The Council had discussed the framing of a model law as early as the 1924 convention. Such a document would function as a model for states to follow in formulating their own laws. The goal was to bring some uniformity to the chaos of boards having vastly different requirements for licensure. Many fundamental questions about the nature of a model registration law were the cause of extensive debate in the years leading up to its adoption. Delegates were initially undecided on whether the registration certificate should show a specialized branch of engineering. This was important because it would also affect the nature of the exams. They eventually adopted a statement affirming “the essential unity of the Engineering Profession.”

    NCSBEE made enough progress on addressing these questions to adopt the Model Law for the Registration of Professional Engineers and Land Surveyors in 1932. The same year, it created the National Bureau of Engineering Registration. The bureau’s purpose was more extensive than that of the reciprocal registration cards; its services included certification of experience and educational records of engineers seeking registration.

    In 1933, a Council committee focused on the nature of the exams by establishing the areas applicants would have to pass to become registered by state boards. Its recommendation for a rigorous three-day exam that included written and oral portions was approved the next year. The Council also continued to focus on reciprocity and the practical details of facilitating it. For instance, delegates discovered a weakness in Article 7 of the Reciprocal Agreement. If an engineer with adequate qualifications applied for reciprocal registration from “his own state board,” he should be granted it. The weakness centered on the interpretation of the quoted phrase and what it meant. Did this mean the state of the person’s legal residence or his business address? After debating this, they decided the phrase should be interpreted as the person’s state of legal residence.

    In 1926, the Council took the first steps toward certifying engineering schools. After reviewing numerous school catalogs, its Committee on Classification of Colleges compiled a list of acceptable schools. The Council accepted the list as a tentative one because it omitted some schools that did not fulfill catalog descriptions or did not offer courses in all engineering branches. Though tentative, the list marked the beginning of the Council’s role in reviewing and evaluating engineering program curricula. The next year, the committee refined the list and created the following definition of an engineering school:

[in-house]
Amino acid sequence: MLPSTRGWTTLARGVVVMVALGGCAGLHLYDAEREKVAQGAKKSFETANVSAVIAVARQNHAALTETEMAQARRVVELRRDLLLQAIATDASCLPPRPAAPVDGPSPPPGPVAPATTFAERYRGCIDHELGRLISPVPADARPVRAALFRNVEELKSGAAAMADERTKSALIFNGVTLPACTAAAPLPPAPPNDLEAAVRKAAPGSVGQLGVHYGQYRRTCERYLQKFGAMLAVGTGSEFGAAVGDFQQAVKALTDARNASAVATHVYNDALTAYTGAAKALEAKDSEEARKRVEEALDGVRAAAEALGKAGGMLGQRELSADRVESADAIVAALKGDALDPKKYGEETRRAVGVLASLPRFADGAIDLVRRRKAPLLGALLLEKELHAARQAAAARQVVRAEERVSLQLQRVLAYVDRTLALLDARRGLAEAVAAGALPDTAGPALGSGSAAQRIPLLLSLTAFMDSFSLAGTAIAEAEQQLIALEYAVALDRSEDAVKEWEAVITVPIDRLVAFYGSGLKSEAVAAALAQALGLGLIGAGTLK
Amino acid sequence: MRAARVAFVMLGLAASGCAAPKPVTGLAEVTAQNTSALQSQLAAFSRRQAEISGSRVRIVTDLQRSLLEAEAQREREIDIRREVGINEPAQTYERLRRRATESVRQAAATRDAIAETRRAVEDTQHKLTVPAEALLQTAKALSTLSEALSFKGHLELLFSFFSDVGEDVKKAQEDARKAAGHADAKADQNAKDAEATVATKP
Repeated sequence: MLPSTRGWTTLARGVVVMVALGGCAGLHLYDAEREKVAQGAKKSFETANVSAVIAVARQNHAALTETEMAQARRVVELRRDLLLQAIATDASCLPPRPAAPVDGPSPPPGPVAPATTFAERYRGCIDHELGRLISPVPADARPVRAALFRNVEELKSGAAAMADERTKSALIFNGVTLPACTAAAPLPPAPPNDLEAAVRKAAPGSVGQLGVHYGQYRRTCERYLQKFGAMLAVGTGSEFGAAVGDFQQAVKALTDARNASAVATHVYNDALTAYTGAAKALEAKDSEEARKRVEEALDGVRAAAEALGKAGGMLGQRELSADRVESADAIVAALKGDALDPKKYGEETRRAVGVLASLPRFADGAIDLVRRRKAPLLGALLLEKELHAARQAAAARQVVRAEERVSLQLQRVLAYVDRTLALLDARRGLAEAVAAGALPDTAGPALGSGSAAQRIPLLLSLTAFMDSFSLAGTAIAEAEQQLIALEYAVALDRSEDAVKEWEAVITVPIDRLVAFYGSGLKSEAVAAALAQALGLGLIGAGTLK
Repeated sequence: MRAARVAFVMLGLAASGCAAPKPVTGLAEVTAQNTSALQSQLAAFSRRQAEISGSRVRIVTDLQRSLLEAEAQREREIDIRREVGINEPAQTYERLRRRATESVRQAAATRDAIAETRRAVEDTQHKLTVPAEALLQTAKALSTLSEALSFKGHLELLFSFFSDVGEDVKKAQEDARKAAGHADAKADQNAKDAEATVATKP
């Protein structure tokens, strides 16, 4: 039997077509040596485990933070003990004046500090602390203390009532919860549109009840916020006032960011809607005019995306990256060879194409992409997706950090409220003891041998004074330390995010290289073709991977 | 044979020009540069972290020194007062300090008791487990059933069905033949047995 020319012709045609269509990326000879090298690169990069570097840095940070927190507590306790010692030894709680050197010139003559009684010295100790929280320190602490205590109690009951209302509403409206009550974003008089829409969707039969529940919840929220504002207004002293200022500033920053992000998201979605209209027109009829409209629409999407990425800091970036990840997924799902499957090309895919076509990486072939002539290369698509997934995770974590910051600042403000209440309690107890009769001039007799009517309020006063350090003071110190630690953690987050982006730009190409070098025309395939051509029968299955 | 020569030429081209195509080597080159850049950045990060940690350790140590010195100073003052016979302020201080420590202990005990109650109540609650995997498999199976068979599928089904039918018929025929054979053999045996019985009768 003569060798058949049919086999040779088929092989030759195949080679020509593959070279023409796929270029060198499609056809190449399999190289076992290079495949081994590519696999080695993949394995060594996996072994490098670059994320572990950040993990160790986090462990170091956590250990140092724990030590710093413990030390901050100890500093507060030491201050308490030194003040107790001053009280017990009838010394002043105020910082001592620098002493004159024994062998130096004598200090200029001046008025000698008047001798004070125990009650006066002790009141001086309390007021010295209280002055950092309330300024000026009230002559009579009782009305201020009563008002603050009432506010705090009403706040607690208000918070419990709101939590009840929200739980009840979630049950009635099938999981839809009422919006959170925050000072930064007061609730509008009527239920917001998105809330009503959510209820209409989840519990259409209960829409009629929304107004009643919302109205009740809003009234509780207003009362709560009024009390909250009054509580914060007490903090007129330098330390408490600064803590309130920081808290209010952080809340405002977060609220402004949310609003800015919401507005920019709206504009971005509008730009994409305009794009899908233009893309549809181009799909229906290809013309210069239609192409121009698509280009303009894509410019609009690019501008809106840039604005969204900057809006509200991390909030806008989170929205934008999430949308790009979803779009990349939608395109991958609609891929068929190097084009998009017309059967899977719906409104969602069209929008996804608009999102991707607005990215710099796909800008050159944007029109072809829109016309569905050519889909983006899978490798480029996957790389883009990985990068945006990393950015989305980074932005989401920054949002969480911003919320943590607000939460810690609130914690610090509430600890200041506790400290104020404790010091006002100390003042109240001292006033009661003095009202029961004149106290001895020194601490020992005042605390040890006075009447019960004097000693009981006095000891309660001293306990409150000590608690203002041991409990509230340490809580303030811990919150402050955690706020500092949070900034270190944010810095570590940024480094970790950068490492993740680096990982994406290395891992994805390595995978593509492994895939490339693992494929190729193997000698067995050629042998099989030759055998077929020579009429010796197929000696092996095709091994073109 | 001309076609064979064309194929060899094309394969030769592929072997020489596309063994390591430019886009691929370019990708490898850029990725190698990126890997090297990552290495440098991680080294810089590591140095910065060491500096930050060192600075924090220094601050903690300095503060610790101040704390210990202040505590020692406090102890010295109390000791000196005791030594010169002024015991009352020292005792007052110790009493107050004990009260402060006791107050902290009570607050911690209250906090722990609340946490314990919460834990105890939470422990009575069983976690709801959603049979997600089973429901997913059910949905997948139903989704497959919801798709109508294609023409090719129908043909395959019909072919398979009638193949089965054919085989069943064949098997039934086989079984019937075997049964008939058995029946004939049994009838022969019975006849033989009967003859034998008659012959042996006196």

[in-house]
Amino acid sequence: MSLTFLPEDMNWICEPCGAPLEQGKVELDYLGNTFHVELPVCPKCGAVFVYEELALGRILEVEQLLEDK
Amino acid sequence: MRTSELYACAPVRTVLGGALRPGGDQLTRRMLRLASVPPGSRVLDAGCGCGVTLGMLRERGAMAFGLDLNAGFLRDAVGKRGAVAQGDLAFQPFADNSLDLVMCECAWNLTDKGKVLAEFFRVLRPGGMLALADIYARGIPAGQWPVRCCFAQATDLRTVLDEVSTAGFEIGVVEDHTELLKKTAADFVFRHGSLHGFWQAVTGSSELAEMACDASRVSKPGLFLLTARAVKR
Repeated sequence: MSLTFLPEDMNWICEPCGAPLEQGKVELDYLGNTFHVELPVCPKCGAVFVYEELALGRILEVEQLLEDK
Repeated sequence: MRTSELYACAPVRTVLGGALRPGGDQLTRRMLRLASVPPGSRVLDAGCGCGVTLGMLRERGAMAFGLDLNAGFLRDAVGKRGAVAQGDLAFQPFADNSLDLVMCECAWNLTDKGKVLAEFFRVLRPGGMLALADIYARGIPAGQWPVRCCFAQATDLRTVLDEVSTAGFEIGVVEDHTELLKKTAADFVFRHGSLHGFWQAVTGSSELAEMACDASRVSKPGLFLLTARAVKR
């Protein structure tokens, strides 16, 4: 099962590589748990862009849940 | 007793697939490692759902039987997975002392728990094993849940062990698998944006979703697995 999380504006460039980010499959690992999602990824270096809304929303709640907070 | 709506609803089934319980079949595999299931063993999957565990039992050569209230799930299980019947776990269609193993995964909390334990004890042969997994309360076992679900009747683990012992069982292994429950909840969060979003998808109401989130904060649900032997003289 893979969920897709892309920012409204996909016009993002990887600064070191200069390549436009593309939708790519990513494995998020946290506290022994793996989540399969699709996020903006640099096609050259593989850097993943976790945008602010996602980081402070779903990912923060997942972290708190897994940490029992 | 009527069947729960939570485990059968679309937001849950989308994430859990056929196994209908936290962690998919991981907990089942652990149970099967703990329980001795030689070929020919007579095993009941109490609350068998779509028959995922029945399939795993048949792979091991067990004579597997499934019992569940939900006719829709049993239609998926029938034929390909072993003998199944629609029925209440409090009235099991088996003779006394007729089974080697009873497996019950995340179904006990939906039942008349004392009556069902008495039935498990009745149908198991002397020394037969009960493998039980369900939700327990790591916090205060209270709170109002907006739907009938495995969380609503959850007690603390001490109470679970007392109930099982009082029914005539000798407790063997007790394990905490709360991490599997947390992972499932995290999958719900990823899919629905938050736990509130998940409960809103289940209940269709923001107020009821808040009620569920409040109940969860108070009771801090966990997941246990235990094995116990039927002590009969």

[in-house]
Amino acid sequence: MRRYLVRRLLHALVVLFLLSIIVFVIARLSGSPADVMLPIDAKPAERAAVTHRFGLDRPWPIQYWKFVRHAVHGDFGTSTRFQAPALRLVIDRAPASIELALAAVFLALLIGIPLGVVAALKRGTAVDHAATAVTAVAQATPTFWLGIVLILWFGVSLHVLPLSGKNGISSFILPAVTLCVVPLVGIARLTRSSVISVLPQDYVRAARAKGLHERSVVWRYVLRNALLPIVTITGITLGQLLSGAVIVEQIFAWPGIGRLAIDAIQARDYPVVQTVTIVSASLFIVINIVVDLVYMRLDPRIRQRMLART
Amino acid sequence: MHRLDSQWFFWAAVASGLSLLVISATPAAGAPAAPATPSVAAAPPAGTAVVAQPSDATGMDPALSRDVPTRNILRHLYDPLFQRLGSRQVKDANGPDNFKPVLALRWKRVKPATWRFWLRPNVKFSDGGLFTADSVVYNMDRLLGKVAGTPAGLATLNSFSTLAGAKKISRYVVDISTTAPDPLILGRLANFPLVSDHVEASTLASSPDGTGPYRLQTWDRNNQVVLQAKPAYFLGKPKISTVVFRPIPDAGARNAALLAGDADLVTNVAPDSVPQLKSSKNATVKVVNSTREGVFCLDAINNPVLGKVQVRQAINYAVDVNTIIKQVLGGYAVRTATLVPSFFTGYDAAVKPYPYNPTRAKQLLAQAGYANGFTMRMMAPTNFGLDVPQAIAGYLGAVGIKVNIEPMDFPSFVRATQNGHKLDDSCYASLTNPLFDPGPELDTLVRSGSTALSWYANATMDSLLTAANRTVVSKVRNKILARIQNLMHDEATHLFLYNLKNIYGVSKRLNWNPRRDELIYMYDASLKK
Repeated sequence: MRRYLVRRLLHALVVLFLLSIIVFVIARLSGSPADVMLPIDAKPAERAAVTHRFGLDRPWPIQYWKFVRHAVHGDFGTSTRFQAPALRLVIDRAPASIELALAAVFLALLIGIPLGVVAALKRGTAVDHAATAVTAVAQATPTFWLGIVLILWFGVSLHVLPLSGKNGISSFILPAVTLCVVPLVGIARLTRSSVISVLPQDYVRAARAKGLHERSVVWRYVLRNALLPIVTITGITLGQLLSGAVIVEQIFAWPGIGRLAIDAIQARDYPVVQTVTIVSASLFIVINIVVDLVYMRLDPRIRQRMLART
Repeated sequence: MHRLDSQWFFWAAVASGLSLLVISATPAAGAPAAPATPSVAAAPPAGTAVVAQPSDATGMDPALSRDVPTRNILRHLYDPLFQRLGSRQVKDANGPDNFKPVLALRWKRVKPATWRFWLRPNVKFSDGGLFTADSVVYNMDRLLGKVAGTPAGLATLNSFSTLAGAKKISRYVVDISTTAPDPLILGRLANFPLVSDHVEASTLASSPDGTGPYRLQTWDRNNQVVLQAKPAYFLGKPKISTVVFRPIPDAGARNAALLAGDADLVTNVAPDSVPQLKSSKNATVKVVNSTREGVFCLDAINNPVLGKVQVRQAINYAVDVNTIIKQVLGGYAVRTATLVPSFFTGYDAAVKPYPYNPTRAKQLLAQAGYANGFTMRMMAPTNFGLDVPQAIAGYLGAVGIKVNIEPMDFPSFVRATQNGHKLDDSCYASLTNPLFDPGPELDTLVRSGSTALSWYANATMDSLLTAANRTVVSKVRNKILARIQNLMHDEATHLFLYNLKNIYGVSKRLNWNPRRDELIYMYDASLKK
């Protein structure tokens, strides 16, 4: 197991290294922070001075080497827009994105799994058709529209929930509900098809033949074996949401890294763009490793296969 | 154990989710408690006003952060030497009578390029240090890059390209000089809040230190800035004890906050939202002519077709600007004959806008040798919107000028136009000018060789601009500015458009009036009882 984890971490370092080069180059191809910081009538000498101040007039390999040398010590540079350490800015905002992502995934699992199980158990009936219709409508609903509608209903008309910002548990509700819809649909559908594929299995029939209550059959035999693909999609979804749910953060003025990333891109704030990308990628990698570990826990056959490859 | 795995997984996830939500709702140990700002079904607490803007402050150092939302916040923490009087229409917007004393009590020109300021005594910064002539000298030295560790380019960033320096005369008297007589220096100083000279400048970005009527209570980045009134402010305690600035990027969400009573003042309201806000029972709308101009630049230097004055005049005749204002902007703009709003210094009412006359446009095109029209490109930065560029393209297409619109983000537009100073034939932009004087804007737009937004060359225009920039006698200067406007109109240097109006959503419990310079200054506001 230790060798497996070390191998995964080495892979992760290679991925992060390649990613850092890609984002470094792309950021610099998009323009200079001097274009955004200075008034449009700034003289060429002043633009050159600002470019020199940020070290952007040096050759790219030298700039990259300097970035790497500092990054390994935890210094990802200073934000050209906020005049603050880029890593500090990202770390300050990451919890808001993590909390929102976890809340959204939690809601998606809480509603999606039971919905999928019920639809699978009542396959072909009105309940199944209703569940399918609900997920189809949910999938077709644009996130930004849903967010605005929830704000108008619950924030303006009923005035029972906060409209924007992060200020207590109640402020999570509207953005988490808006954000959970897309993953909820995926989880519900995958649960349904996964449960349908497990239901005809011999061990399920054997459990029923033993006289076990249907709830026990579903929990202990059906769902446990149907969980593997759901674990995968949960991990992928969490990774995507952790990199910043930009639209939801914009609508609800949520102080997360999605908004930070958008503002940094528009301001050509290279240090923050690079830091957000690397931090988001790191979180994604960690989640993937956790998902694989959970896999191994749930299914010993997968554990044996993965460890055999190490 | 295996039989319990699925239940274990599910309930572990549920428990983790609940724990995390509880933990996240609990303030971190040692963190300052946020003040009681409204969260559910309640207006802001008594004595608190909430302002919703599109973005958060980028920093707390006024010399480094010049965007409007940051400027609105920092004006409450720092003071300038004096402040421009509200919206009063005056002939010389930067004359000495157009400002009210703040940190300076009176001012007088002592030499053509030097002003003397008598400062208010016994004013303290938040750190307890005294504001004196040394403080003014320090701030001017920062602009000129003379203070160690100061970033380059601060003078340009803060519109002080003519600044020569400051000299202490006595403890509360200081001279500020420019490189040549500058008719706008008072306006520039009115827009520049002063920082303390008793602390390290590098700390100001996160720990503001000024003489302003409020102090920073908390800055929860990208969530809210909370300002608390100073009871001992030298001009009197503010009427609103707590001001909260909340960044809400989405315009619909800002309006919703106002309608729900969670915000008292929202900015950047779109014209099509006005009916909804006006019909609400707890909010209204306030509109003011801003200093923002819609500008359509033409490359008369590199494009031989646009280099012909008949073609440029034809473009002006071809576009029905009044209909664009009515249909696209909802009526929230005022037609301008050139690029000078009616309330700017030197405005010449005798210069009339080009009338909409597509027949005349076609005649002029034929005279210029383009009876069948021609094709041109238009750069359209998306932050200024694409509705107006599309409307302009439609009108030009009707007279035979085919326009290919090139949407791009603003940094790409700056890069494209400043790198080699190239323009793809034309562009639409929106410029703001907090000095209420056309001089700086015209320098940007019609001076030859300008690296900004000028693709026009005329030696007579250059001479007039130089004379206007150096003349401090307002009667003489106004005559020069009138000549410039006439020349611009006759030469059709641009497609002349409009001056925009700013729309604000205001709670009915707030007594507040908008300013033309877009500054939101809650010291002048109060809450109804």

An engineering school of recognized standing shall be one which requires the equivalent of a high school or preparatory school diploma as an entrance requirement and demands the equivalent of a four year’s course in engineering for graduation.

    A few years later, in 1932, NCSBEE became an inaugural member of the Engineers’ Council for Professional Development (ECPD). The organization was run by a committee of representatives from the major engineering societies, the Society for the Promotion of Engineering Education, and NCSBEE. In 1936, ECPD began evaluating engineering degree programs. When NCSBEE celebrated its silver anniversary in 1945, it had grown to include 48 state boards representing 75,000 registered engineers. It was now organized by zones: Central, Northeast, Southern, and Western. The Council was coming of age and fulfilling its constitutional mandate to promote the public welfare by improving professional standards.

  • The Post-War Years 1946–1959

    When the Council convened for its 1946 meeting, it included 50 boards representing all states and U.S. territories that had laws governing the practice of engineering. Over the next 13 years, NCSBEE continued to define itself and grow.

    The Model Law was revised in 1946 to reflect a number of court decisions, legal opinions, and the expansion of scientific knowledge and technology. One of the largest changes was to add the engineer-in-training (EIT) category to the licensure process. The revision also dealt with the legal definitions of “professional engineer” and “practice of engineering.”

    Since 1931, the Council had attempted many times to create uniformity in the type, quality, and quantity of exam questions. By the mid-1940s, most boards were giving a two-day exam, and many had eliminated the oral portion of their exam. But a uniform exam did not yet exist. A 1951 canvass of member boards revealed that many boards had reverted to administering theoretical questions on the second day of the exam rather than testing on the application of knowledge and extent of experience. The Council’s Subcommittee on Written Examinations reported that a syllabus of examinations was essential for equivalent exams to be established among boards. In 1953, it proposed such a syllabus; delegates accepted it at the annual meeting. Its purpose was to ensure proper distribution of questions covering the entire subject matter during a two-day exam period: fundamentals on the first day and professional applications on the second.